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PostPosted: Sun Nov 16, 2008 11:08 pm    Post subject: Reply with quote

It is looking that way. The Bloc vote is analogous to the Green vote; as long as the Liberals can't get those seats either, then they become irrelevant.
No_more_sacred_cows





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PostPosted: Mon Nov 17, 2008 11:24 am    Post subject: Reply with quote

-The obvious: more and more people think that Canada would be better off without Quebec (G&M online poll in 2007: 63% said so; also, just talk to average Joe in the street, the number might be even higher...)
-The mystery: not a single active elected politician is picking it up for us. Lack of courage?

(suggestion: if you think that getting Quebec to separate would be difficult, read the excellent book Time to Say Goodbye--building a better Canada without Quebec, written by a former Quebec politician.)
Ryulink





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PostPosted: Mon Nov 17, 2008 1:04 pm    Post subject: Reply with quote

No_more_sacred_cows wrote:
-The obvious: more and more people think that Canada would be better off without Quebec (G&M online poll in 2007: 63% said so; also, just talk to average Joe in the street, the number might be even higher...)
-The mystery: not a single active elected politician is picking it up for us. Lack of courage?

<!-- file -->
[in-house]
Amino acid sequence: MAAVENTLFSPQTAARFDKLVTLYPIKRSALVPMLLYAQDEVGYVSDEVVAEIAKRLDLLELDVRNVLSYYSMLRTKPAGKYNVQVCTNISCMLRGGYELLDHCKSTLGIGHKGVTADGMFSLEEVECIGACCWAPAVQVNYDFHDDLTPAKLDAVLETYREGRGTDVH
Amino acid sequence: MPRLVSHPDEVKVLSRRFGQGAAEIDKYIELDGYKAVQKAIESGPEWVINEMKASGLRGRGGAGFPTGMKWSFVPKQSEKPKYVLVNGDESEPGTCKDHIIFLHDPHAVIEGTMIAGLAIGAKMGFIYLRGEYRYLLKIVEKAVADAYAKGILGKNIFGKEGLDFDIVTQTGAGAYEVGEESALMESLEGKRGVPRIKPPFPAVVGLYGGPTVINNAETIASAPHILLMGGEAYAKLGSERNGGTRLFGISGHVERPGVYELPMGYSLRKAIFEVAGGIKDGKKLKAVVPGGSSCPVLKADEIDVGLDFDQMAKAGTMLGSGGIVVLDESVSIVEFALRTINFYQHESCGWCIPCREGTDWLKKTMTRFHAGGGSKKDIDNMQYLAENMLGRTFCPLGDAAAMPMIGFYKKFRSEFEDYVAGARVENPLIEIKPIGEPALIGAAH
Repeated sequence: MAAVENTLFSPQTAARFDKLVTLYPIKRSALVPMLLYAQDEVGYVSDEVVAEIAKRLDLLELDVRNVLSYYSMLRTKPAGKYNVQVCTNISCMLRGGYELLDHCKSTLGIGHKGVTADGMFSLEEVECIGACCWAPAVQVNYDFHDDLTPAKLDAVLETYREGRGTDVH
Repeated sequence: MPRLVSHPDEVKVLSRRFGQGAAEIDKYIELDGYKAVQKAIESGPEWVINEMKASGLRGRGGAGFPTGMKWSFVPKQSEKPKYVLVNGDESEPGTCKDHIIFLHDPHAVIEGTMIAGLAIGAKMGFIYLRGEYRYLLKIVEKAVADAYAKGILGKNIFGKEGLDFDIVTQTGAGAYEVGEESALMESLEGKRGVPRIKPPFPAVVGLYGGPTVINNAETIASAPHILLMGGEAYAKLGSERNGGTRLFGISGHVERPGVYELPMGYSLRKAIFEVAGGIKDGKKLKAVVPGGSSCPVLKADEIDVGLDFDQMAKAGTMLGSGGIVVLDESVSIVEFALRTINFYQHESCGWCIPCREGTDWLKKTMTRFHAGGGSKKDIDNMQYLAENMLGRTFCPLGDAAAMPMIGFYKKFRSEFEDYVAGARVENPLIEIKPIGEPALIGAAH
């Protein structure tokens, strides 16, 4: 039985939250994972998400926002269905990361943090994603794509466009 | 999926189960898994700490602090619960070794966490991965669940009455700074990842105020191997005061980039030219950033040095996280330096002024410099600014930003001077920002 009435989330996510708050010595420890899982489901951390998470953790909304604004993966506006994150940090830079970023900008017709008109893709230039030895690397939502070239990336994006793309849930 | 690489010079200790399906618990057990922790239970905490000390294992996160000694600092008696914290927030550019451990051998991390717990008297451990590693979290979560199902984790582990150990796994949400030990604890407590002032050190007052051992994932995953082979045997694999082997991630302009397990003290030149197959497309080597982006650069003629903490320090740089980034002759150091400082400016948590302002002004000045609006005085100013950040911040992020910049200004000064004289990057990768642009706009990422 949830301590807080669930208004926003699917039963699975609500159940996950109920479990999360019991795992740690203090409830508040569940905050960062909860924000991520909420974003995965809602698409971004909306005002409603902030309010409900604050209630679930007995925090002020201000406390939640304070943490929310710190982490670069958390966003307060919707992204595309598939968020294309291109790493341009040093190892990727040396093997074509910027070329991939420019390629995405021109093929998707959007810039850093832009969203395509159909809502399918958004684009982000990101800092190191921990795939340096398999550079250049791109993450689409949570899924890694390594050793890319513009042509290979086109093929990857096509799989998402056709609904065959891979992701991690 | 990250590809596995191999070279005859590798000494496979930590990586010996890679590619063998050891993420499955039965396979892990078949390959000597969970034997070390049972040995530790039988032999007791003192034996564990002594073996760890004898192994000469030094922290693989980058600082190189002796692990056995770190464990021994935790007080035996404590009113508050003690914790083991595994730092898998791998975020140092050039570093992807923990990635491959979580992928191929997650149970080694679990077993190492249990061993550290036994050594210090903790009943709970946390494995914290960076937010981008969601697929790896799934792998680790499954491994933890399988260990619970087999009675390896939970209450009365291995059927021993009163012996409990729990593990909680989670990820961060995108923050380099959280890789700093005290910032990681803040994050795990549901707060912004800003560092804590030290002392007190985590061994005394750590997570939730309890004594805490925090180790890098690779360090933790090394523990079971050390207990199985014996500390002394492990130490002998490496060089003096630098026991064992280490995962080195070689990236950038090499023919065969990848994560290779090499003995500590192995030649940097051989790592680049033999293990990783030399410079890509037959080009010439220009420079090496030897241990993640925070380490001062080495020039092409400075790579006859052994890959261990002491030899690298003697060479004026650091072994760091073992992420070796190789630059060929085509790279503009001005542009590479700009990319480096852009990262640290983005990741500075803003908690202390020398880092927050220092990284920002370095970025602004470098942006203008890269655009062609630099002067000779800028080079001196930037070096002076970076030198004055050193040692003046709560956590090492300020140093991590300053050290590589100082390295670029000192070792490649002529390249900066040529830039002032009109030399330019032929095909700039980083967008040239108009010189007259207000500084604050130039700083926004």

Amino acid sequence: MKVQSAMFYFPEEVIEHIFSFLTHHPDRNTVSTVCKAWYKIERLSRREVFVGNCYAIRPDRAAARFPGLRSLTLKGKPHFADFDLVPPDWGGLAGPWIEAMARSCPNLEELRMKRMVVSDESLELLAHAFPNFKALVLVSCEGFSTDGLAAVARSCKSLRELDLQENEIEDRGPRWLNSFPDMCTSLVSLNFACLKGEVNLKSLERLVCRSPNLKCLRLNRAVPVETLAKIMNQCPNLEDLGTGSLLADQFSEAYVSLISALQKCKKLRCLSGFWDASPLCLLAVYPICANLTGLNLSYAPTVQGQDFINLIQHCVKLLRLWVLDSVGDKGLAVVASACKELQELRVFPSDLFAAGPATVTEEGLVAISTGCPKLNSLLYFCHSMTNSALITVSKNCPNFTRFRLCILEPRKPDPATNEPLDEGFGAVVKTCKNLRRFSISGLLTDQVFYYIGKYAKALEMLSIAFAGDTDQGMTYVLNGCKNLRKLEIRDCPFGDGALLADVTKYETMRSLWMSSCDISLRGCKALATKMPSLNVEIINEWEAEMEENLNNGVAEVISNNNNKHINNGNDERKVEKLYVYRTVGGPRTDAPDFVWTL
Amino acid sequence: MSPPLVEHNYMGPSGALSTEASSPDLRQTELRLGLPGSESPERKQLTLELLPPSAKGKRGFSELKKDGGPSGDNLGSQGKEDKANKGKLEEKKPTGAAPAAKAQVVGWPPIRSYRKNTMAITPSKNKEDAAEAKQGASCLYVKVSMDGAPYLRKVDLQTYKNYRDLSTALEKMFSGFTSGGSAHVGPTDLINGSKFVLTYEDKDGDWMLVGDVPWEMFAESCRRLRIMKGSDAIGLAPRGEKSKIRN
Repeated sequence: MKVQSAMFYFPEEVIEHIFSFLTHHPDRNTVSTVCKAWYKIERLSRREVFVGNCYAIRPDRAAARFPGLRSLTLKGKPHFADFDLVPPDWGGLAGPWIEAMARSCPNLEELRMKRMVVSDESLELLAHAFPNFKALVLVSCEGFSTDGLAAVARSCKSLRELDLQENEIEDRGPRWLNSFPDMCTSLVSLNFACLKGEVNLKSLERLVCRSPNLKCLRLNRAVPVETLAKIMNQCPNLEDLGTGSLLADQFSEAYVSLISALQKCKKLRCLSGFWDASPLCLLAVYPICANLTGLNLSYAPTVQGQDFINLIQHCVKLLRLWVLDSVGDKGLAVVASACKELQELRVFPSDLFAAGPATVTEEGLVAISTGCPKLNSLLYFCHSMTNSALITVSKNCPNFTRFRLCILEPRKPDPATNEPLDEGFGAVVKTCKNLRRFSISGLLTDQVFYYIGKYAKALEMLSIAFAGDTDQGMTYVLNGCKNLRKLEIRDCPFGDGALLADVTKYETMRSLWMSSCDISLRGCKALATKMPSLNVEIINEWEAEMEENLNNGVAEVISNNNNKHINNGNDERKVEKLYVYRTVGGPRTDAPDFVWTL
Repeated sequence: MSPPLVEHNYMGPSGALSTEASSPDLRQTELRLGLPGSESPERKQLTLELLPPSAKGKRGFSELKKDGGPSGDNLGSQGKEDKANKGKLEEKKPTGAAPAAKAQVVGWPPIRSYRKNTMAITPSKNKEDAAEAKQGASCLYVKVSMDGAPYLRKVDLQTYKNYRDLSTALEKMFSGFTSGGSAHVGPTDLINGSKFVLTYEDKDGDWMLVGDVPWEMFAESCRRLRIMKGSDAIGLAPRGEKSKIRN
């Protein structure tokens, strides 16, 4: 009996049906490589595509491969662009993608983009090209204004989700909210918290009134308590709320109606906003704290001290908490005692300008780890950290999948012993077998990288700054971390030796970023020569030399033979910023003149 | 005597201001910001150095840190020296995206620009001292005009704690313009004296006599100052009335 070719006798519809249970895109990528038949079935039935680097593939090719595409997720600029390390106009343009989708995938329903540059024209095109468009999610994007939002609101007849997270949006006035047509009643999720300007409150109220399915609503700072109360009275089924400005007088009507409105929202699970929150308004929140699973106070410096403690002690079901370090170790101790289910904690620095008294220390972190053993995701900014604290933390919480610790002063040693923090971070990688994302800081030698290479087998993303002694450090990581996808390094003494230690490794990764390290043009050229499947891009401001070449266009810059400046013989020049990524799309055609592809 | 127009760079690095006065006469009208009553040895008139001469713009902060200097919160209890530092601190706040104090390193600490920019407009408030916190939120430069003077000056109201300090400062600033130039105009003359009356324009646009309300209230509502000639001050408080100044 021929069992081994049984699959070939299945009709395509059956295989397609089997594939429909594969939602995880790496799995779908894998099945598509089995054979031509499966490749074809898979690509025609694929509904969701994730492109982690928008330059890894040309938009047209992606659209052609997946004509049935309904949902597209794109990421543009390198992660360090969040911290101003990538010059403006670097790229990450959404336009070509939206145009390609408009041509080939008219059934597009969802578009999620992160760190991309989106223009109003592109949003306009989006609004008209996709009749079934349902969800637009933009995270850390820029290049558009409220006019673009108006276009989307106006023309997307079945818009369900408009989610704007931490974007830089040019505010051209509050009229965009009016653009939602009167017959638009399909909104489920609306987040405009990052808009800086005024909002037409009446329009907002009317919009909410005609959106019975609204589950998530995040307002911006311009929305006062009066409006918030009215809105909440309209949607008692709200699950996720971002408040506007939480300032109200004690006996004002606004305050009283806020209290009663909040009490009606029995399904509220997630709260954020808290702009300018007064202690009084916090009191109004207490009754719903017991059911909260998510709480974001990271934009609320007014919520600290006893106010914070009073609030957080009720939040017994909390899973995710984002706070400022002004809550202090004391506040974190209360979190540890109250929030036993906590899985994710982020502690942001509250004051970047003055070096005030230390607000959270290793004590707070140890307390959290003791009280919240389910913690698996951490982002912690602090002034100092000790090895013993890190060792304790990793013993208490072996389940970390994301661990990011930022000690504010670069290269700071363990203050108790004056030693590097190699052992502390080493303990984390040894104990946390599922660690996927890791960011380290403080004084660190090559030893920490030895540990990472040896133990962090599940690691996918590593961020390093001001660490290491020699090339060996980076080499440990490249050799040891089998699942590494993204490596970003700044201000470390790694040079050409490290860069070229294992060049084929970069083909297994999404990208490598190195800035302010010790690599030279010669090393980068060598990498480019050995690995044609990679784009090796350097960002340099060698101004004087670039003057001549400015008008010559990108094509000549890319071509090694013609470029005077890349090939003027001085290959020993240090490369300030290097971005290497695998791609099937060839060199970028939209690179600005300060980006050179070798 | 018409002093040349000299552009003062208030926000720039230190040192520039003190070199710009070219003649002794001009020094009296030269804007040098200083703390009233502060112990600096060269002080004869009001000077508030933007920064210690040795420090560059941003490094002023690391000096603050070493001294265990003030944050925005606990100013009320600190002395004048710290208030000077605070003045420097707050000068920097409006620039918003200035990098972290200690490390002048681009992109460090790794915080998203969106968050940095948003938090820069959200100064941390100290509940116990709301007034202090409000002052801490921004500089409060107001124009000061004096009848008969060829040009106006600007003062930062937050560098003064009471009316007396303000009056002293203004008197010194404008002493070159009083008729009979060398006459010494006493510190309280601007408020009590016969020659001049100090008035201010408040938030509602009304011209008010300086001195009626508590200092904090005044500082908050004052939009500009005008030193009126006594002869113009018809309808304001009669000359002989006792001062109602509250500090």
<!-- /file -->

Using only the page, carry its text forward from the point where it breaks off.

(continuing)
(suggestion: if you think that getting Quebec to separate would be difficult, read the excellent book Time to Say Goodbye--building a better Canada without Quebec, written by a former Quebec politician.)

Not really.
The PLC can get more and more seats in Quebec easily. Quebeckers forget fast, the liberal increased their seats in there. So there is no reason for PLC to pick this move.

The CPC could have got much more seats in Quebec but because of some bad moves like cutting in culture, taking ADQ's advice(hide the deputy), not responding to attacks and also because of the media and artists, the conservatives didnt have a good performance.

The NPD can have a lot of seats in Quebec. Their ideas are pretty much what quebeckers want. They need to get known and destroy BQ instead of doing negative advertisement on CPC in Quebec.

The only party i see getting Quebec to separate is CPC if they lose all or almost all the deputy they have in that province.
Cool Blue





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PostPosted: Mon Nov 17, 2008 3:55 pm    Post subject: Reply with quote

Quote:

(suggestion: if you think that getting Quebec to separate would be difficult, read the excellent book Time to Say Goodbye--building a better Canada without Quebec, written by a former Quebec politician.)


I have read that book, changed my outlook 100%.
cosmostein





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PostPosted: Tue Nov 25, 2008 11:31 am    Post subject: Reply with quote

I think that 20 seats in Quebec is enough,
The concept of winning a majority of seats in Quebec is simply not viable.
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The "Fourth Sister" to Replace Quebec?